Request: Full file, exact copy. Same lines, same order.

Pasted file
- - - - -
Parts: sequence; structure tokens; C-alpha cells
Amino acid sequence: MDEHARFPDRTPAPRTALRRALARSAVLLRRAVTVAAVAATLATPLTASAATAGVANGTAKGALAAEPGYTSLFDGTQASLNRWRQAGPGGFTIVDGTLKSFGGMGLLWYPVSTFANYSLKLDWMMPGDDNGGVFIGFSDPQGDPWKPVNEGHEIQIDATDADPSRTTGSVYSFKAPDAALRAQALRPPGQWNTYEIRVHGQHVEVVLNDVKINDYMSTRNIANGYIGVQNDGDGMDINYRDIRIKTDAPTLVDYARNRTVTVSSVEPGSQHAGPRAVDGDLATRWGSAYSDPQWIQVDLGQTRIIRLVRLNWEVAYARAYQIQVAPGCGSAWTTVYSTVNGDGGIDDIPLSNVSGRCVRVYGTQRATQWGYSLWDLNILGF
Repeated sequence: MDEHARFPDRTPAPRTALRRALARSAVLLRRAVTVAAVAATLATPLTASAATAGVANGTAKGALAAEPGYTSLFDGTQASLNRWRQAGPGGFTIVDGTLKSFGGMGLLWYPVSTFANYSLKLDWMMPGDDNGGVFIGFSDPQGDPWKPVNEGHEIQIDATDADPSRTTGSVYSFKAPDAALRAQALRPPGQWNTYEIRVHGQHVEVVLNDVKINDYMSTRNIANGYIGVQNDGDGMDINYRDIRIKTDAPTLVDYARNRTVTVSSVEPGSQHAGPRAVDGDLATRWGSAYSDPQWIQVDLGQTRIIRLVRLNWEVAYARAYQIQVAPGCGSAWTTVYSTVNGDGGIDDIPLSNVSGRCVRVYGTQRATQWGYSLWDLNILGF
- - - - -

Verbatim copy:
Parts: sequence; structure tokens; C-alpha cells
Amino acid sequence: MDEHARFPDRTPAPRTALRRALARSAVLLRRAVTVAAVAATLATPLTASAATAGVANGTAKGALAAEPGYTSLFDGTQASLNRWRQAGPGGFTIVDGTLKSFGGMGLLWYPVSTFANYSLKLDWMMPGDDNGGVFIGFSDPQGDPWKPVNEGHEIQIDATDADPSRTTGSVYSFKAPDAALRAQALRPPGQWNTYEIRVHGQHVEVVLNDVKINDYMSTRNIANGYIGVQNDGDGMDINYRDIRIKTDAPTLVDYARNRTVTVSSVEPGSQHAGPRAVDGDLATRWGSAYSDPQWIQVDLGQTRIIRLVRLNWEVAYARAYQIQVAPGCGSAWTTVYSTVNGDGGIDDIPLSNVSGRCVRVYGTQRATQWGYSLWDLNILGF
Repeated sequence: MDEHARFPDRTPAPRTALRRALARSAVLLRRAVTVAAVAATLATPLTASAATAGVANGTAKGALAAEPGYTSLFDGTQASLNRWRQAGPGGFTIVDGTLKSFGGMGLLWYPVSTFANYSLKLDWMMPGDDNGGVFIGFSDPQGDPWKPVNEGHEIQIDATDADPSRTTGSVYSFKAPDAALRAQALRPPGQWNTYEIRVHGQHVEVVLNDVKINDYMSTRNIANGYIGVQNDGDGMDINYRDIRIKTDAPTLVDYARNRTVTVSSVEPGSQHAGPRAVDGDLATRWGSAYSDPQWIQVDLGQTRIIRLVRLNWEVAYARAYQIQVAPGCGSAWTTVYSTVNGDGGIDDIPLSNVSGRCVRVYGTQRATQWGYSLWDLNILGF